Indie pop trio Foster the People are back with their sophomore album “Supermodel.” If you’re looking for part two of “Torches,” their debut record, then this album might not be for you. It’s quite different, but not necessarily in the best way.
Foster the People burst onto the scene in 2011 with their sleeper hit “Pumped Up Kicks.” It went to No. 3 on the Billboard Hot 100 and became a major crossover pop hit. Their debut album went to No. 8 because of that single. Only one other song from that album made it onto the Hot 100.
“Don’t Stop (Color on the Walls)” peaked at No. 86 and went to No. 5 on the Alternative songs chart. Unfortunately it was their worst song and stood out like a sore thumb. Their debut album was stellar and is still one of the few albums that I liked every track on it.
After a short hiatus they are back with their sophomore album. Every artist dreads the second album because it can sometimes end your career. Major music producer Paul Epworth produced it just like the first one. Too bad he doesn’t stretch their creativity.
For someone who has produced albums from Florence and the Machine, Adele, and Paul McCartney, it just turned out to be a lackluster and pretty bland album. However, I love this band so much that it’ll probably grow on me and become part of my summer play lists.
The album starts off with “Are You What You Want to Be?” It’s kind of tribal and not super catchy, but stands out nicely from the other songs. It’s like they wanted to go a different direction from the last album, but they stopped after that song.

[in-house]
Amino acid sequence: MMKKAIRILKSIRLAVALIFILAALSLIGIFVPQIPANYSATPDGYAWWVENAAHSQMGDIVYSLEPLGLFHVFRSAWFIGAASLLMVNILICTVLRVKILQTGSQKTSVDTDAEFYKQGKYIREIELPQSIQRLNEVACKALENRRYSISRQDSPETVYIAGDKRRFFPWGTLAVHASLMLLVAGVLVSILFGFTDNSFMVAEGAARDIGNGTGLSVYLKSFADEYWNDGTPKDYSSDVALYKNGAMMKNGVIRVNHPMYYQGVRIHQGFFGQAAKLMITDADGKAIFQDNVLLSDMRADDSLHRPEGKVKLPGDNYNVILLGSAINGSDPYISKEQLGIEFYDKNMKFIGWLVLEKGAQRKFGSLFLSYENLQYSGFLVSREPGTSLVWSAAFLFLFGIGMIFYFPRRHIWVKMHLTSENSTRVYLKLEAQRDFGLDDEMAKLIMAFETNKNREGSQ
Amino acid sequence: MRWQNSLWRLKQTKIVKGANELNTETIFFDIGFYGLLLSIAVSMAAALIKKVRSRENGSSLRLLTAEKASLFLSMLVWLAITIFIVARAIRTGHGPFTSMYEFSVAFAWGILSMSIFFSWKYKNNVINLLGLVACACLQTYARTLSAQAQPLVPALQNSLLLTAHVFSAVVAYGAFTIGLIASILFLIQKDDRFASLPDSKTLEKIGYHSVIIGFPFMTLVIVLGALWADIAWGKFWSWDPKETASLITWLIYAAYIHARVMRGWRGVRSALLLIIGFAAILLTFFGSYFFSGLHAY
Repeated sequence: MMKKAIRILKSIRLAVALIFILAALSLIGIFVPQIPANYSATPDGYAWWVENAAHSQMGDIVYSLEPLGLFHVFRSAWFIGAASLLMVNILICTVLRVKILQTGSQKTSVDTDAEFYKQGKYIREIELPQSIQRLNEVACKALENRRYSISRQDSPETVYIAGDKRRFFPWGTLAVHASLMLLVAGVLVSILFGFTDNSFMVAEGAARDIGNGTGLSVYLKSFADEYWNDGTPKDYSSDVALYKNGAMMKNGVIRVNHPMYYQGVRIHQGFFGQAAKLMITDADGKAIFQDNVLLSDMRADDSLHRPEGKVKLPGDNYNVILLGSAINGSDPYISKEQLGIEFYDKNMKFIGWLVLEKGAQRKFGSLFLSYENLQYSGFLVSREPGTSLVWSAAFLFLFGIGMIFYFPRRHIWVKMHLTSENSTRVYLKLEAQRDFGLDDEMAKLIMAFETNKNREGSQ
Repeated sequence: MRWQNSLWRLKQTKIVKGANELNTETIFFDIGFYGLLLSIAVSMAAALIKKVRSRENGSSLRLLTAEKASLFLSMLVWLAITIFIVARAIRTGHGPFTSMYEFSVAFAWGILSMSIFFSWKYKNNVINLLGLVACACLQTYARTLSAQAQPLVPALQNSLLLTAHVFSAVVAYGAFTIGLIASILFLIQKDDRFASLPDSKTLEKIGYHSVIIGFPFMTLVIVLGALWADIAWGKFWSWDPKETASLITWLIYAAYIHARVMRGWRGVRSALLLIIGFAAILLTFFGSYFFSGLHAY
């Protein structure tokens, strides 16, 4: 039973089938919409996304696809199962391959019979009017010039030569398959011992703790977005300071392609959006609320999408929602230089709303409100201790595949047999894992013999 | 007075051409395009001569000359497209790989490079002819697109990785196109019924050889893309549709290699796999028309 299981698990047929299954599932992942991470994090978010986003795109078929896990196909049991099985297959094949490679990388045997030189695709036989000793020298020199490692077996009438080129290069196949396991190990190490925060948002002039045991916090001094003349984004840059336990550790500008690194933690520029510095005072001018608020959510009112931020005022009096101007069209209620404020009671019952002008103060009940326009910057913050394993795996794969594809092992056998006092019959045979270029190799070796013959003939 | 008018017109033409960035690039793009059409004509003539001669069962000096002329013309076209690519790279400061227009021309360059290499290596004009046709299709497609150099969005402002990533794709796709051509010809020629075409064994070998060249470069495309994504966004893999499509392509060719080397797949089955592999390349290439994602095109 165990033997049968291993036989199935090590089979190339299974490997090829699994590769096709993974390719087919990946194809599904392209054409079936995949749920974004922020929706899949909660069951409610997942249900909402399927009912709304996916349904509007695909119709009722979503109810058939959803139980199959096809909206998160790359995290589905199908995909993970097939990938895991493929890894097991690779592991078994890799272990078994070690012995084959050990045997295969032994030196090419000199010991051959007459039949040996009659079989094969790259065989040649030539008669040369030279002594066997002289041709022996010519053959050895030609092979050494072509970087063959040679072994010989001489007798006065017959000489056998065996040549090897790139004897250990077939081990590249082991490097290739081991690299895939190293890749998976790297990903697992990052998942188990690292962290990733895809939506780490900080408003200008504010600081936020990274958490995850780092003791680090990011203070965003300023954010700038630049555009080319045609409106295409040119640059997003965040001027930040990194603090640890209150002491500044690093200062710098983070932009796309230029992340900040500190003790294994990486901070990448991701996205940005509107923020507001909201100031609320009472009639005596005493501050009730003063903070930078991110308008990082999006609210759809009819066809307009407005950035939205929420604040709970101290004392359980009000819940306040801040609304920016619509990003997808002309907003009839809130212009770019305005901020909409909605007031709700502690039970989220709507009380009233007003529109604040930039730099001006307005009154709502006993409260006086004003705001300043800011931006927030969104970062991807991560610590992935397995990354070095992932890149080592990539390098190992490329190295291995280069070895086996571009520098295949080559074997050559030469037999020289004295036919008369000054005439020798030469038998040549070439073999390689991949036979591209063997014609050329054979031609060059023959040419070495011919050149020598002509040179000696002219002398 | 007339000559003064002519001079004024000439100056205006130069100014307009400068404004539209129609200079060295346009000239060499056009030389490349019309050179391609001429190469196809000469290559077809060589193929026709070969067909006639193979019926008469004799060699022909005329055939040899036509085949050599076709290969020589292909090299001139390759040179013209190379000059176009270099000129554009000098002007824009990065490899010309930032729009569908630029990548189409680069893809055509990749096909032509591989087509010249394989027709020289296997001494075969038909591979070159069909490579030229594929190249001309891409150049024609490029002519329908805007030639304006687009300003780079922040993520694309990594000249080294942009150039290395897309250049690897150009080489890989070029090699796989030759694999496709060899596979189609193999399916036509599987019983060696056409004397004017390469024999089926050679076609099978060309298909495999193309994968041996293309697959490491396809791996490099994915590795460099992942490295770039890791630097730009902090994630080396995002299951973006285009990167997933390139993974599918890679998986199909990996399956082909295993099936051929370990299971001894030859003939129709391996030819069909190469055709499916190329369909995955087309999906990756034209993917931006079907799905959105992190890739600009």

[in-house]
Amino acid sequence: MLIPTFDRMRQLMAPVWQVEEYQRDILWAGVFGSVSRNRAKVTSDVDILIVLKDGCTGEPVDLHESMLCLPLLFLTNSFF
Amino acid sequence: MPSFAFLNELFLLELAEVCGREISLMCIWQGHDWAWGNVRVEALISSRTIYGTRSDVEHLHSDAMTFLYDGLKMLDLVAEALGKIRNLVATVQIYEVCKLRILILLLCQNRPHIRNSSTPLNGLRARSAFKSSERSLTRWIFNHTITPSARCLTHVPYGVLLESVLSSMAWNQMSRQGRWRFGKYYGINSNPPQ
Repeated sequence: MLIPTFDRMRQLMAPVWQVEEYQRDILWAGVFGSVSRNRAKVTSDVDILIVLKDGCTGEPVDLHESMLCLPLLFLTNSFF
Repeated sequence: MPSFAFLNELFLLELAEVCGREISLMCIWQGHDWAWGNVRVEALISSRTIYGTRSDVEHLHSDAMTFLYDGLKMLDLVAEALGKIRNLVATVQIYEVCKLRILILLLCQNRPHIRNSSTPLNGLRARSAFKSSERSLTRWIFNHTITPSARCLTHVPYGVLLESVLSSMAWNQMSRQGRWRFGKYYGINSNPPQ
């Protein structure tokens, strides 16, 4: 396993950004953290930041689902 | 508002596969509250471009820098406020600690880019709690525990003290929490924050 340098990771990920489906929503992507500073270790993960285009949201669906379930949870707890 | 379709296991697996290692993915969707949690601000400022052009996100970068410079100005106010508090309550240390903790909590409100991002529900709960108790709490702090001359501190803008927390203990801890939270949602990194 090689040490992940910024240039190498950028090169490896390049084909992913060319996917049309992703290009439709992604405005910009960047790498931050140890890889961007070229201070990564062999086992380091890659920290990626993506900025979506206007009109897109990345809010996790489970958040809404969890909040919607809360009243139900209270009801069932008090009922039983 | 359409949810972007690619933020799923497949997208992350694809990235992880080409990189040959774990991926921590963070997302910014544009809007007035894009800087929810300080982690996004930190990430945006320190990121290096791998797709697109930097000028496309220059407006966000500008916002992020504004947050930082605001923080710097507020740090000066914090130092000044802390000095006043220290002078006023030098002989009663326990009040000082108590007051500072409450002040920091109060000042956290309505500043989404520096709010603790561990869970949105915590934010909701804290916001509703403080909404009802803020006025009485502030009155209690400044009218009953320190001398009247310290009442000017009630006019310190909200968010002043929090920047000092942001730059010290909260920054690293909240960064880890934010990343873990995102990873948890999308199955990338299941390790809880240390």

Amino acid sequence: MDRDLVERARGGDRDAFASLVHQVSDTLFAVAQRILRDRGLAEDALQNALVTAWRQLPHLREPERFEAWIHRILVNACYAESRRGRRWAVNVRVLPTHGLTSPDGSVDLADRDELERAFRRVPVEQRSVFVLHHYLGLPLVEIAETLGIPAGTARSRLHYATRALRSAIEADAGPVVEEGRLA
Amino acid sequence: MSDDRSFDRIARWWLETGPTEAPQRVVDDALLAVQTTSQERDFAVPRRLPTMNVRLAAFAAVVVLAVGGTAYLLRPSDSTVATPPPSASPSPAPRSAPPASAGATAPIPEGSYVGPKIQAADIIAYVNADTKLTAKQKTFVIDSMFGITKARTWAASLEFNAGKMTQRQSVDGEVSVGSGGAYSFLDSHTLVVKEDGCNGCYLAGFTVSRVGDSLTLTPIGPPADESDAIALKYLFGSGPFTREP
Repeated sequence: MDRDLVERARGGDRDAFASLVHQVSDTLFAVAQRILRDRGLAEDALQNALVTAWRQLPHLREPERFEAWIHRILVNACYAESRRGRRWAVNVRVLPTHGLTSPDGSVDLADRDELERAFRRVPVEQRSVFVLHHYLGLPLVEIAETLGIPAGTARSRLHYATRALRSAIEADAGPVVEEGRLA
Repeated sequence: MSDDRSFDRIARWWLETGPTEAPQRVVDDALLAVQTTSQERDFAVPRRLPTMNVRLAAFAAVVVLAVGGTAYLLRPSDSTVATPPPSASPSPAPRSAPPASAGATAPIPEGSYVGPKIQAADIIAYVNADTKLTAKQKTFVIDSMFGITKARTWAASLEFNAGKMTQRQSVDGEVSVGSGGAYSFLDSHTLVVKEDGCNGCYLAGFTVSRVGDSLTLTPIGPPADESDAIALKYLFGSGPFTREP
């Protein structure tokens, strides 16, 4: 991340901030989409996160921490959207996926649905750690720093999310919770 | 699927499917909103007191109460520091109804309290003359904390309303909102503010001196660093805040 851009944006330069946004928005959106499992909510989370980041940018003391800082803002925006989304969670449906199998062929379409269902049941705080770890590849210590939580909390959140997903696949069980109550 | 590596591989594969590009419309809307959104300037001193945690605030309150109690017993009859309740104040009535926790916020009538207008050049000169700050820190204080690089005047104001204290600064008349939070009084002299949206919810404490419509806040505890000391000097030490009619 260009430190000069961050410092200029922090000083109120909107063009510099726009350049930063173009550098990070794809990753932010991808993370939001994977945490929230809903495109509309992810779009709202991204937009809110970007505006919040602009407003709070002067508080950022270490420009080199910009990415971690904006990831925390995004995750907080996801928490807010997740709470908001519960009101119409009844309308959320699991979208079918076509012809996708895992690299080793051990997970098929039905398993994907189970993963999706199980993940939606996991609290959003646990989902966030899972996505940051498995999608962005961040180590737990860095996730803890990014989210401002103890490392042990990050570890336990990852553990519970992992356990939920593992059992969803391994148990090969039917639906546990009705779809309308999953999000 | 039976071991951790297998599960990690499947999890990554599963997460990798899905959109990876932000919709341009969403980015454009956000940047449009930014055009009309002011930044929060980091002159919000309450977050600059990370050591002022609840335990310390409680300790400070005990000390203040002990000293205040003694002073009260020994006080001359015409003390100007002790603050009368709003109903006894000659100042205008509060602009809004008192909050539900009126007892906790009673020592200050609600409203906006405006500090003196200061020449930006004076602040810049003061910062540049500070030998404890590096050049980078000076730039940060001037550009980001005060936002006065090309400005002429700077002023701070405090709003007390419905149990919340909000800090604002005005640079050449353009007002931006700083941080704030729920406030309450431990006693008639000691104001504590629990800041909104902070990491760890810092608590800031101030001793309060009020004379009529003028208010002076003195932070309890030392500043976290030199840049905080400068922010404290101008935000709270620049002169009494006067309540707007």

The next track “Ask Yourself” is very forgettable. “Coming of Age” was released as the first single. So far it has peaked at No. 4 on the Alternative songs chart. “Nevermind” and “Pseudolgia Fantastica” serve little purpose. However the latter track is somewhat psychedelic but might grow on you after a few listens.
“Best Friend” is the newest single and most superior track on the album. As well as one of their best songs ever. Mark Foster has this super cool disco voice that seems to work great on this type of song. This could potentially take them out of “one-hit-wonder” territory. It also has that summer anthem kind of feel to it.
Much like MGMT’s “Electric Feel” was in 2008. It’s all about good vibes and helping your friends out. “When your best friend’s all strung out / you do everything you can ‘cause you’re never gonna let it get ‘em down.”
The album’s ending tones down, but it’s not a bad thing. “Goats in Trees” is a nice retro-sounding acoustic that displays Mark Foster’s early drug addiction before reaching popularity. Honestly it’s not a bad album. Just not as creative as it should have been, but it serves the indie pop fans just fine.